&assim_tools_nml :: adaptive_cutoff_floor
valid values: 0.0 to infinity, or 1 to disable
If using adaptive localization (adaptive_localization_threshold set to a value greater than 0), then this value can be used to set a minimum cutoff distance below which the adaptive code will not shrink. Set to 1 to disable. Ignored if not using adaptive localization.
&assim_tools_nml :: output_localization_diagnostics
valid values: .true., .false.
If .true. and if adaptive localization is on, a single text line is printed to a file giving the original cutoff and number of observations, and the revised cutoff and new number of counts within this smaller cutoff for any observation which has nearby observations which exceed the adaptive threshold count.
&assim_tools_nml :: localization_diagnostics_file
valid values: text string
Name of the file where the adaptive localization diagnostic information is written.
&assim_tools_nml :: special_localization_obs_types
valid values: list of 1 or more text strings
The cutoff localization setting is less critical in DART than it might be in other situations since during the assimilation DART computes the covariances between observations and nearby state vector locations and that is the major factor in controlling the impact an observation has. For conventional observations finetuning the cutoff based on observation type is not recommended (it is possible to do more harm than good with it). But in certain special cases there may be valid reasons to want to change the localization cutoff distances drastically for certain kinds of observations. This and the following namelist items allow this.
Optional list of observation types (e.g. “RADAR_REFLECTIVITY”, “AIRS_TEMPERATURE”) which will use a different cutoff distance. Any observation types not listed here will use the standard cutoff distance (set by the ‘cutoff’ namelist value). This is only implemented for the threed_sphere location module (the one used by most geophysical models.)
&assim_tools_nml :: special_localization_cutoffs
valid values: list of 1 or more real values, 0.0 to infinity
A list of real values, the same length as the list of observation types, to be used as the cutoff value for each of the given observation types. This is only implemented for the threed_sphere location module (the one used by most geophysical models.)
Guidance regarding localization
There are a large set of options for localization. Individual cases may differ but in general the following guidelines might help. Most users use the GaspariCohn covariance cutoff type. The value of the cutoff itself is the item most often changed in a sensitivity run to pick a good general value, and then left asis for subsequent runs. Most localize in the vertical, but tend to use large values so as to not disturb vertical structures. Users do not generally use adaptive localization, unless their observations are very dense in some areas and sparse in others.
The advice for setting good values for the cutoff value is to err on the larger side  to estimate for all types of observations under all conditions what the farthest feasible impact or correlated structure size would be. The downsides of guessing too large are 1) run time is slower, and 2) there can be spurious correlations between state vector items and observations which aren’t physically related and noise can creep into the assimilation results this way. The downside of guessing too small is that state vector items that should get an impact from an observation won’t. This might disrupt organized features in a field and the model may take more time to recover/reconstruct the feature.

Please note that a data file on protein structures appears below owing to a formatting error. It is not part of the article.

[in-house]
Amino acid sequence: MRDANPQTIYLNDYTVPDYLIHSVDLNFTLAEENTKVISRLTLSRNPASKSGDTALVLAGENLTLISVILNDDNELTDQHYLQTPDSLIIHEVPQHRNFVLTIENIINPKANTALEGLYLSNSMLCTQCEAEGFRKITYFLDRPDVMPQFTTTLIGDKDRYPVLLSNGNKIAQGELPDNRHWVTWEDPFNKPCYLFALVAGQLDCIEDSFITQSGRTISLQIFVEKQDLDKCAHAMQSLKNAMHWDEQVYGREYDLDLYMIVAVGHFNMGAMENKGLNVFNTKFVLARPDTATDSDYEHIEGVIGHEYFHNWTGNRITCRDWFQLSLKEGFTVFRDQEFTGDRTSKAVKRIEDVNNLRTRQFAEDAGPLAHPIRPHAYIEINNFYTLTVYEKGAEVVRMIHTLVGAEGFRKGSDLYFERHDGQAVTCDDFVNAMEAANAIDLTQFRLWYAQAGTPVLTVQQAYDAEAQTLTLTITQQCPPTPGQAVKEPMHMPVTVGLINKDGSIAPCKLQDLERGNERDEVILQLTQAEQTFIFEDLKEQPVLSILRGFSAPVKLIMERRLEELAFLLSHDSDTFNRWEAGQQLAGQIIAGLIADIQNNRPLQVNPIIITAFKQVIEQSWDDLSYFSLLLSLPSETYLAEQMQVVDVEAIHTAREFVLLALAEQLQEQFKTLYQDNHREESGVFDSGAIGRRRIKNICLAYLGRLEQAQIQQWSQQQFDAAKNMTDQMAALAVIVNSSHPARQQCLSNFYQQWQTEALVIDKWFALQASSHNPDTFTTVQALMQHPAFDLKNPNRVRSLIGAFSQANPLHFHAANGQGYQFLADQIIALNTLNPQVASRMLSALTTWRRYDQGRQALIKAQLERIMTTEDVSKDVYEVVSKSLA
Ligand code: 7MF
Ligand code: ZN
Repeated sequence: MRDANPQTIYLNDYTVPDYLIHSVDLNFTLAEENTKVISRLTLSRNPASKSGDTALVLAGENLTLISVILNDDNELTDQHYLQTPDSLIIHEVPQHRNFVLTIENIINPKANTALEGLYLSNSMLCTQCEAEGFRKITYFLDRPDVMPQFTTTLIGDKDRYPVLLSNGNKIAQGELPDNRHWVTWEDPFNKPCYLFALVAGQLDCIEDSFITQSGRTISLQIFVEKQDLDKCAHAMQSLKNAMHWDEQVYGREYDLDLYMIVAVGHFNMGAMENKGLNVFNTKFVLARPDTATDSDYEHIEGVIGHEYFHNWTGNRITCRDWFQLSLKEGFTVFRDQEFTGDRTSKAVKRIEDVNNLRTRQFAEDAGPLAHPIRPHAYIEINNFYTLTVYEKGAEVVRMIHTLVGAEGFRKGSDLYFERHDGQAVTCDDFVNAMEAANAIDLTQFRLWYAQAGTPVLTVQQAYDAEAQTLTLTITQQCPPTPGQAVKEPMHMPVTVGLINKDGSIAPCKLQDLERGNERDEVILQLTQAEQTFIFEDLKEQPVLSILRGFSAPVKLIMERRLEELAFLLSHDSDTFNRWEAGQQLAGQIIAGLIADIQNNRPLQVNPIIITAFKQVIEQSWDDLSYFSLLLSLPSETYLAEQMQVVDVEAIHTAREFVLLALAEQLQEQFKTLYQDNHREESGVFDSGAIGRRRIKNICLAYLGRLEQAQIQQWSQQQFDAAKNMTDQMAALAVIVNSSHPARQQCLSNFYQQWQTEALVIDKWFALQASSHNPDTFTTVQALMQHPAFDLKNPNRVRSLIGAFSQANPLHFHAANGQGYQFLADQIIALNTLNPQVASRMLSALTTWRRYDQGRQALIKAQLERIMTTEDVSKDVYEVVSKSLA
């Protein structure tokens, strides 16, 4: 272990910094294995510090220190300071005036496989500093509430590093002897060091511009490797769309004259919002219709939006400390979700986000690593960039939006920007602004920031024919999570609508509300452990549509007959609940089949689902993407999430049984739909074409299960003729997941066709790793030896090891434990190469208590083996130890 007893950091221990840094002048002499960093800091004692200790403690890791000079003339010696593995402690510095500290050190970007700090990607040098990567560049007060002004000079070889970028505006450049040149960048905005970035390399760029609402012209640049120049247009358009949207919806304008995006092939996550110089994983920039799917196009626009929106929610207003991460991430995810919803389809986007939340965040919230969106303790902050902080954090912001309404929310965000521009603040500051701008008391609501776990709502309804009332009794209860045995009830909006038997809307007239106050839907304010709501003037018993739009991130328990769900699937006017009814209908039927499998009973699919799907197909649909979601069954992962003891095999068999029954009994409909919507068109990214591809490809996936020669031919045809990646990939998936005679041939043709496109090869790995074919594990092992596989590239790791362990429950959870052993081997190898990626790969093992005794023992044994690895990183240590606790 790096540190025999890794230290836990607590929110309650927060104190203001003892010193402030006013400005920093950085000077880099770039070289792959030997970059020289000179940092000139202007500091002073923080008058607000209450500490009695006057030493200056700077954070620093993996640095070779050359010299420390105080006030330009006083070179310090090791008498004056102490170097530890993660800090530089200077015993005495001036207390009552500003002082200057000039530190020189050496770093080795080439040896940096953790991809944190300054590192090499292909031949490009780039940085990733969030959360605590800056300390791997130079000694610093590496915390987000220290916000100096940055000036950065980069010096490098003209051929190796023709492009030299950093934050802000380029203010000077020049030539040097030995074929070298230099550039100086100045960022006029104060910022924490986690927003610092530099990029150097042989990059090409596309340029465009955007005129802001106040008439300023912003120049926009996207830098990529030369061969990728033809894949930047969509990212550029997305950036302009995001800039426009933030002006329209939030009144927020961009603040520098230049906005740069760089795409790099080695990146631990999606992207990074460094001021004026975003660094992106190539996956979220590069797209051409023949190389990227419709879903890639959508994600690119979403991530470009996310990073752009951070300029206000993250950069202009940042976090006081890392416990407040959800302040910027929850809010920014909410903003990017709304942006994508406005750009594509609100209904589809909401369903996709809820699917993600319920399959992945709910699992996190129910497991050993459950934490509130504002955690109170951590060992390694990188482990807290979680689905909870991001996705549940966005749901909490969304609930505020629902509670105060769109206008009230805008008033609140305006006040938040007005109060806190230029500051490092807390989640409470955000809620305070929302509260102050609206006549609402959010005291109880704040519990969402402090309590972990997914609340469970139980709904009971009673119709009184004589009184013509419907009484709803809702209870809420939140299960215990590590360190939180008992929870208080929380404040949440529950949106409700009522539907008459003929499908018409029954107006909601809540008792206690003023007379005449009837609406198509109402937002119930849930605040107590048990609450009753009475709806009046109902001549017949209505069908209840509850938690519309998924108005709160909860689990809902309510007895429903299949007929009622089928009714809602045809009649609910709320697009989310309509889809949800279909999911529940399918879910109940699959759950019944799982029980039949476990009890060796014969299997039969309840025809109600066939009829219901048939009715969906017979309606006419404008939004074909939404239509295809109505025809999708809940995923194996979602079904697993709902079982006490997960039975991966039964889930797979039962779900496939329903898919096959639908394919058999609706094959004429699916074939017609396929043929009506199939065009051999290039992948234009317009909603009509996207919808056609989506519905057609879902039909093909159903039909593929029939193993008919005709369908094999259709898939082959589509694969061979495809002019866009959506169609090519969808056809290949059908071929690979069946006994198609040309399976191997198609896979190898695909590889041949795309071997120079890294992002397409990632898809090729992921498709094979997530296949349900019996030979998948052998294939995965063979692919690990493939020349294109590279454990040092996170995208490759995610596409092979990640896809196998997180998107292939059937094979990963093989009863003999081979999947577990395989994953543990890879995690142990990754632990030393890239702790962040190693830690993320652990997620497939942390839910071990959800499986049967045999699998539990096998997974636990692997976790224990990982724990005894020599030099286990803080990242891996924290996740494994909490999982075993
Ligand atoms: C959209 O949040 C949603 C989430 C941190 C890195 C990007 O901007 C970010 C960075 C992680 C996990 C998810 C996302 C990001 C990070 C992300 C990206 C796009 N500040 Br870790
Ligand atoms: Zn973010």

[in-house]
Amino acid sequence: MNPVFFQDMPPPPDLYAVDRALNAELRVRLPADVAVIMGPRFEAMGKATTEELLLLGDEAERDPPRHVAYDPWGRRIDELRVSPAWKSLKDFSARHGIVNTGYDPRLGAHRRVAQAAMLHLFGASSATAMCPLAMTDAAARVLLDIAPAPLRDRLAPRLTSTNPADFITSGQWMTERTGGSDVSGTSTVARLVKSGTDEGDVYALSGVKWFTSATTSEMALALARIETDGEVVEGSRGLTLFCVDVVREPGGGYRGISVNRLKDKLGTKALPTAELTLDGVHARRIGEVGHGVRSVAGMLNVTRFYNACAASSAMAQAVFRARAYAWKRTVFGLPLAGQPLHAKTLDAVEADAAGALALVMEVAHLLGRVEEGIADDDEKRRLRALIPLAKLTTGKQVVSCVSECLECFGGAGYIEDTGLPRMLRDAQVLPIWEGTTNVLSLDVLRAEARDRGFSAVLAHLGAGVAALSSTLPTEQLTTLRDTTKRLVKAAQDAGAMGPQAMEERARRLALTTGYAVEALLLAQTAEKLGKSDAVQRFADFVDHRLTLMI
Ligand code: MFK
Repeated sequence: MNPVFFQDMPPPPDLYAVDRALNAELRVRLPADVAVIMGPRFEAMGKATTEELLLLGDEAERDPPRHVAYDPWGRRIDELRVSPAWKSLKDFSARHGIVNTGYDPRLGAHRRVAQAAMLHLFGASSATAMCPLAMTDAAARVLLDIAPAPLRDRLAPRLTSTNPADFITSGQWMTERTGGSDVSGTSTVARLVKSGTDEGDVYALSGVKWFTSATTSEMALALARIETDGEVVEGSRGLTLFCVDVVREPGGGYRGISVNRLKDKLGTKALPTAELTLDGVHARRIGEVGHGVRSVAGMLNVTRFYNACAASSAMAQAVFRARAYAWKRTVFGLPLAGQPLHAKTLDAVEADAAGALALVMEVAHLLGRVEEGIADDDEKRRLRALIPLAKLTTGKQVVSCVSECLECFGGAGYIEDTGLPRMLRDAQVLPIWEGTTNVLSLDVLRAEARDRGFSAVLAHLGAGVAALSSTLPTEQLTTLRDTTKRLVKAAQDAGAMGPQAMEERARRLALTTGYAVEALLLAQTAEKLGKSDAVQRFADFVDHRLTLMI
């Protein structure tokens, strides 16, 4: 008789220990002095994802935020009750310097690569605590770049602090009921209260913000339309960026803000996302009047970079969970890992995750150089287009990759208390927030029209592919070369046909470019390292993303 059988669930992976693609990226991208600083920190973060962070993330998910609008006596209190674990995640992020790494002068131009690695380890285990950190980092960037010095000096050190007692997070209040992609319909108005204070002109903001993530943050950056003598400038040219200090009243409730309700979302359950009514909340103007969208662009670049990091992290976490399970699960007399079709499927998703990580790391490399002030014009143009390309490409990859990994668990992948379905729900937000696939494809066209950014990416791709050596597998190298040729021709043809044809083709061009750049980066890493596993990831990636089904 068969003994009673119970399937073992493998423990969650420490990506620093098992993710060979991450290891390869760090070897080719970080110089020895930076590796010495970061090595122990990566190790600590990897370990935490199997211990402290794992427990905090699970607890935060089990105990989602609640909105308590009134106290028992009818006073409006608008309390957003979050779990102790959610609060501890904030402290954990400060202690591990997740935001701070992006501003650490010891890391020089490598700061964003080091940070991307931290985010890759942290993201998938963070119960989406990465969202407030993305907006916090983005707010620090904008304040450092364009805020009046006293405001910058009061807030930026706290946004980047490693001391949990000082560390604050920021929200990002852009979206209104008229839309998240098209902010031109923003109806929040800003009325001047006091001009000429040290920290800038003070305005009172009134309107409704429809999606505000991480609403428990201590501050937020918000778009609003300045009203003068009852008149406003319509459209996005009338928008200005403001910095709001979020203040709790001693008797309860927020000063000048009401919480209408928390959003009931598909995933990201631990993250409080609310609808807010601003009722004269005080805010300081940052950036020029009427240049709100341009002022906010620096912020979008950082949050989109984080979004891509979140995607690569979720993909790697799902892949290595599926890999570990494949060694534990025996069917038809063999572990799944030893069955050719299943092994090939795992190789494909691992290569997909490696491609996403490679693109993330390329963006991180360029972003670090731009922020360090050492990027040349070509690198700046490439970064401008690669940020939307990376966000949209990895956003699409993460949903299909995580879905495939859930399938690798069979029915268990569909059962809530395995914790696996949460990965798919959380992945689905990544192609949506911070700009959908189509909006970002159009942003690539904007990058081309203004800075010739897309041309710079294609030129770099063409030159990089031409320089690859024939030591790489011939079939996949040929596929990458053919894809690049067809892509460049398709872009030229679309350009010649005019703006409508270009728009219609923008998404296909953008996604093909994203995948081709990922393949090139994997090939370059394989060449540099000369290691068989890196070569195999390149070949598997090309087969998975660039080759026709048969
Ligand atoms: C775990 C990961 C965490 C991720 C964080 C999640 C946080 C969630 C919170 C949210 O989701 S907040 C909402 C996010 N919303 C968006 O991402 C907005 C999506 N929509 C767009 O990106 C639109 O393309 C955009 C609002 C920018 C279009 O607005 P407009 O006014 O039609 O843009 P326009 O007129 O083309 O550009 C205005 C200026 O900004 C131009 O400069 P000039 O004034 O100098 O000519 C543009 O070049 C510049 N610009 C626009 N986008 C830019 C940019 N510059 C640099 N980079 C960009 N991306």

Namelist
This namelist is read from the file input.nml
. Namelists start with an ampersand ‘&’ and terminate with a slash ‘/’.
Character strings that contain a ‘/’ must be enclosed in quotes to prevent them from prematurely terminating the
namelist.
&assim_tools_nml
filter_kind = 1
cutoff = 0.2
distribute_mean = .false.
sort_obs_inc = .false.
spread_restoration = .false.
sampling_error_correction = .false.
adaptive_localization_threshold = 1
adaptive_cutoff_floor = 0.0
output_localization_diagnostics = .false.
localization_diagnostics_file = "localization_diagnostics"
print_every_nth_obs = 0
rectangular_quadrature = .true.
gaussian_likelihood_tails = .false.
close_obs_caching = .true.
adjust_obs_impact = .false.
obs_impact_filename = ""
allow_any_impact_values = .false.
convert_all_obs_verticals_first = .true.
convert_all_state_verticals_first = .false.
special_localization_obs_types = 'null'
special_localization_cutoffs = 888888.0
/
Description of each namelist entry
filter_kind
type: integer
Selects the variant of filter to be used.
1 = EAKF (Ensemble Adjustment Kalman Filter, see Anderson 2001)
2 = ENKF (Ensemble Kalman Filter)
3 = Kernel filter
4 = Observation Space Particle filter
5 = Random draw from posterior (contact dart@ucar.edu before using)
6 = Deterministic draw from posterior with fixed kurtosis (ditto)
7 = Boxcar kernel filter
8 = Rank Histogram filter (see Anderson 2010)
9 = Particle filter (see Poterjoy 2016)
The EAKF is the most commonly used filter. Note that although the algorithm is expressed in a slightly different form, the EAKF is identical to the EnSRF (Ensemble Square Root Filter) described by Whitaker and Hamill in 2002.
The Rank Histgram filter can be more successful for highly nongaussian distributions.
Jon Poterjoy’s Particle filter is included with this code release. To use, it, overwrite
assim_tools_mod.f90
withassim_tools_mod.pf.f90
and rebuild filter.$ mv assimilation_code/modules/assimilation/assim_tools_mod.pf.f90 assimilation_code/modules/assimilation/assim_tools_mod.f90
There are additional namelist items in this version specific to the particle filter. Read the code for more details.